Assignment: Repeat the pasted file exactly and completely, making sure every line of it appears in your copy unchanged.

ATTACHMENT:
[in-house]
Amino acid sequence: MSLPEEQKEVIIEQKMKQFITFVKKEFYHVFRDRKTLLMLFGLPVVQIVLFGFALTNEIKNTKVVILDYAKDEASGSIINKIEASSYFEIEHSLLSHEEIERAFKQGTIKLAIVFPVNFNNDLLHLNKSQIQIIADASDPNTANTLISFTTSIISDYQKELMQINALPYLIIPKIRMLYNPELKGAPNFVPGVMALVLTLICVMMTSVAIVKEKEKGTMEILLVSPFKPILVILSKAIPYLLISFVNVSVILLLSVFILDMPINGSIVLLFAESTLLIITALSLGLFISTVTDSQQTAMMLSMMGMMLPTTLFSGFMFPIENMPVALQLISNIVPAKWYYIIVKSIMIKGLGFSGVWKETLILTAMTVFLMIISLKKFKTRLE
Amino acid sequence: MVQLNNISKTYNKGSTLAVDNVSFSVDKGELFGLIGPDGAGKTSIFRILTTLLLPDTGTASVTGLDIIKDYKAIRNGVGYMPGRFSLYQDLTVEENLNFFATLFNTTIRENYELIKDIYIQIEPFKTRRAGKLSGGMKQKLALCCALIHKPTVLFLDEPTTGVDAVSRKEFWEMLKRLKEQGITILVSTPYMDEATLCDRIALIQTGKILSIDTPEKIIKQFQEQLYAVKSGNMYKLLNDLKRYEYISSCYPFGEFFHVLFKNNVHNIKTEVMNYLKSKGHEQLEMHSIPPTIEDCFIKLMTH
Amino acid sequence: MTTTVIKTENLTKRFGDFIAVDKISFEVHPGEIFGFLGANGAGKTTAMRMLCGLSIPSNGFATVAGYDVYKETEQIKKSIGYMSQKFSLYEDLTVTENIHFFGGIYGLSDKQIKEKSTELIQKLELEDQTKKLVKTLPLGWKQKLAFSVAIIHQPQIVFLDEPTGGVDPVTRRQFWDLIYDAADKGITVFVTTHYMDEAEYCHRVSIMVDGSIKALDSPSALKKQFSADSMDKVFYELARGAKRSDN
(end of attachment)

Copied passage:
[in-house]
Amino acid sequence: MSLPEEQKEVIIEQKMKQFITFVKKEFYHVFRDRKTLLMLFGLPVVQIVLFGFALTNEIKNTKVVILDYAKDEASGSIINKIEASSYFEIEHSLLSHEEIERAFKQGTIKLAIVFPVNFNNDLLHLNKSQIQIIADASDPNTANTLISFTTSIISDYQKELMQINALPYLIIPKIRMLYNPELKGAPNFVPGVMALVLTLICVMMTSVAIVKEKEKGTMEILLVSPFKPILVILSKAIPYLLISFVNVSVILLLSVFILDMPINGSIVLLFAESTLLIITALSLGLFISTVTDSQQTAMMLSMMGMMLPTTLFSGFMFPIENMPVALQLISNIVPAKWYYIIVKSIMIKGLGFSGVWKETLILTAMTVFLMIISLKKFKTRLE
Amino acid sequence: MVQLNNISKTYNKGSTLAVDNVSFSVDKGELFGLIGPDGAGKTSIFRILTTLLLPDTGTASVTGLDIIKDYKAIRNGVGYMPGRFSLYQDLTVEENLNFFATLFNTTIRENYELIKDIYIQIEPFKTRRAGKLSGGMKQKLALCCALIHKPTVLFLDEPTTGVDAVSRKEFWEMLKRLKEQGITILVSTPYMDEATLCDRIALIQTGKILSIDTPEKIIKQFQEQLYAVKSGNMYKLLNDLKRYEYISSCYPFGEFFHVLFKNNVHNIKTEVMNYLKSKGHEQLEMHSIPPTIEDCFIKLMTH
Amino acid sequence: MTTTVIKTENLTKRFGDFIAVDKISFEVHPGEIFGFLGANGAGKTTAMRMLCGLSIPSNGFATVAGYDVYKETEQIKKSIGYMSQKFSLYEDLTVTENIHFFGGIYGLSDKQIKEKSTELIQKLELEDQTKKLVKTLPLGWKQKLAFSVAIIHQPQIVFLDEPTGGVDPVTRRQFWDLIYDAADKGITVFVTTHYMDEAEYCHRVSIMVDGSIKALDSPSALKKQFSADSMDKVFYELARGAKRSDN